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Amsterdam had been on my travel shortlist for quite some time. In October of 2022, Charles and I were in London and tagged on a long weekend to visit the “Venice of the North,” as Amserdam is affectionately called due to its numerous scenic canals. I was hoping for a love affair, but the charm and allure receded after the first day – due in part to ADE, an annual electronic music festival that commandeered the city and had the streets inundated with the strung out youth of Europe. I also didn’t take well to the cyclists, who seemed aggressive and uninterested in sharing the city with pedestrians. There were far too many moments where I felt unsafe crossing a street – and I live in New York. However, we did manage to discover a few of the city’s saving graces during our four-night stay. Here’s a taste of the high points from our trip:

The first and simplest pleasure was taking the Eurostar from London St. Pancras to Amsterdam Centraal, an easy four-hour ride through the bucolic countryside of county Kent and Hauts-de-France, with glimpses of the Brussels, Antwerp, and Rotterdam skylines. We rode in an extremely comfortable business class car and were served a multi-course, cloth napkin lunch. I love European train travel – inexpensive, reliable, and civilized.

From central station we took a taxi to our hotel, the Sofitel Legend The Grand Amsterdam, a stunning property steeped in history. A part of the building dates back to 1411, when it was used as a convent. Over the next 600 years, it became an upscale lodging house, known as Princenhof, and then transformed into City Hall. It wasn’t until 1992 when it was converted into the hotel that it is today. While technically located on the outskirts of Amsterdam’s infamous Red Light District, the city has in recent years taken measures to curtail the bawdy activities of the neighborhood. Aside from the scent of marijuana wafting from the street, the area around the hotel was very quiet. 

The lobby of The Grand was an elegant affair, with several themed sitting areas and windows overlooking a beautiful inner garden. The main stairwell in our wing was bedecked with luminescent inlaid stained glass panels that spanned the height of each landing. We stayed in a Luxury Room with soaring ceilings and scenic views over a canal. The decor was refined, yet modern, with a supremely comfortable king bed and a contemporary black marble bathroom with two entrances plus a standing shower and separate tub. Each morning, a fresh and elaborate breakfast was served in the hotel’s Oriole restaurant, and upon returning in the afternoon, the lobby was stocked with citrus infused water and free champagne. For me, a really great hotel has the ability to make or break a trip, and in this case, The Grand embodied one of Amsterdam’s redeeming qualities – impeccable hospitality.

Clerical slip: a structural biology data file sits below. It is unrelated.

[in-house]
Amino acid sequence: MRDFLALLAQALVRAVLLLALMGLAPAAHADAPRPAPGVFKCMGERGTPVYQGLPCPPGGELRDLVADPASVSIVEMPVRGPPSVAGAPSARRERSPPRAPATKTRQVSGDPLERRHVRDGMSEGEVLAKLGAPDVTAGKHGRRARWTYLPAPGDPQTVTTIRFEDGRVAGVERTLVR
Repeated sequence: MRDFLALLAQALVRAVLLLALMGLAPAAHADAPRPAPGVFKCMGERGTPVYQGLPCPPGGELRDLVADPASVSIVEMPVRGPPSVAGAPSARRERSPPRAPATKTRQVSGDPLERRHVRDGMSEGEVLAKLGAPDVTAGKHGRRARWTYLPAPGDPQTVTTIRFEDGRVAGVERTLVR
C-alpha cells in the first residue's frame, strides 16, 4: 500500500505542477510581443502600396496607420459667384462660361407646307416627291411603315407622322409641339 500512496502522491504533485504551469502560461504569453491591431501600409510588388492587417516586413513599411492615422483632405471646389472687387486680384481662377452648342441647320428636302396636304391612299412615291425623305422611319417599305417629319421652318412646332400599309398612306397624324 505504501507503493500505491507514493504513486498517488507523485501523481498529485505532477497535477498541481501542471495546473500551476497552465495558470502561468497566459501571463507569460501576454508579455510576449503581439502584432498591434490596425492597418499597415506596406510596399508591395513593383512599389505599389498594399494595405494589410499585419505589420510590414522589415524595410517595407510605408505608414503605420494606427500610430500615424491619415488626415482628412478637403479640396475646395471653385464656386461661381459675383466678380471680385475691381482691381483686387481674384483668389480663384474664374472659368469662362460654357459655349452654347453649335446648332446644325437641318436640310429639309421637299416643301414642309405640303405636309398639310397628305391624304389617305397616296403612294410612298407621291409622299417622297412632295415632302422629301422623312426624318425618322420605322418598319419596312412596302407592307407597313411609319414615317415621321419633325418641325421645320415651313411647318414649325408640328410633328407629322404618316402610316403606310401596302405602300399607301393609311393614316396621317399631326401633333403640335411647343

On our first morning exploring the city, Charles and I headed over to the Rijksmuseum, an imposing gothic- and renaissance-style structure that houses more than 8,000 works of art from Dutch and European history, including more than 2,000 masterpieces from the Dutch Golden Age. The collection was vast, but fortunately, all of the greatest hits are located in the preeminent Gallery of Honour, a lofty corridor with a main focal point of Rembrandt’s The Night Watch, along with numerous side alcoves featuring a mix of treasures from the 17th century.

Like the Mona Lisa at the Louvre or the David at the Galleria Accademia, The Night Watch drew the biggest crowd because it’s the one piece that everyone knows – and for good reason. It is Rembrandt’s largest painting, made famous by his use of light to create focal points and emphasize particular details. The Night Watch was impressive, but there were other Rembrandt pieces in the gallery that I found mesmerizing, like Portrait of Marten Soolmans, with Mr. Soolmans’ meticulously painted snowflake-like lace collar, side tassels, and shoe embellishments practically jumping off the canvas. 

Other masterpieces in the gallery depict Dutch life from centuries ago, like Frans Hals’ the Merry Drinker, with his unique style of bravura painting that creates liveliness and animation; and Johannes Vermeer’s The Milkmaid, with his treatment of light by means of hundreds of colorful dots on the surface of objects. The Gallery of Honour also featured several female artists from the Dutch Golden Age – a rarity in historic art museums. Judith Leyster’s The Jolly Drinker was most likely inspired by Frans Hals, who is believed to be her teacher. Rachel Ruysch was the most famous female artist of her time. Her Still Life of Flowers in a Glass Vase attracted the attention of wealthy patrons – and it’s easy to see why.

From the Rijksmuseum, we roamed the streets of Grachtengordel, a ring of canals crisscrossed by bridges and lined with elegant 17th century canal houses. This part of the city was constructed on wooden pylons, many of which are hundreds of years old, so it’s a common sight to see a canal house leaning into its neighbor – indicating that the pylons supporting it are sinking. Tilted houses can be seen on every block, creating a sense of whimsy. Grachtengordel leads into De 9 Straatjes, a picturesque neighborhood of 9 streets traversing four canals. Each of the streets is brimming with boutiques, antique shops, galleries, cafes, and lovely little eateries.

Funny story: Charles and I tried to get a table for lunch at Jansz, the restaurant associated with the uber chic Pulitzer Hotel in the heart of De 9 Straatjes. The hotel lobby was packed with ADE attendees, but the restaurant was virtually empty. When we requested a table for two, the hostess gave us some lame excuse and turned us away. We mosied into the shop across the street, de9heren, which had some interesting menswear pieces on display in the window. We struck up a conversation with the proprietor and told him what had just transpired at Jansz. The next thing we knew he was on the phone with the hostess, and after a few minutes of fervid Dutch dialogue, he said they’d be waiting to seat us. Another example of fine hospitality…and from a stranger no less. We thanked him profusely, and went back across the street for a delightful lunch.

Perhaps the most renowned landmark that people tend to associate with Amsterdam is the Anne Frank House. I’d heard stories from friends who waited in line for hours to purchase tickets to visit the museum and tour the Secret Annex, where Anne and her family hid from the Nazis – and where she wrote her legendary diary. Fortunately, I had a connection with the museum’s communications director, Annemarie, who assisted with tickets and led us on an exclusive tour of Otto Frank’s private office, which isn’t open to the public.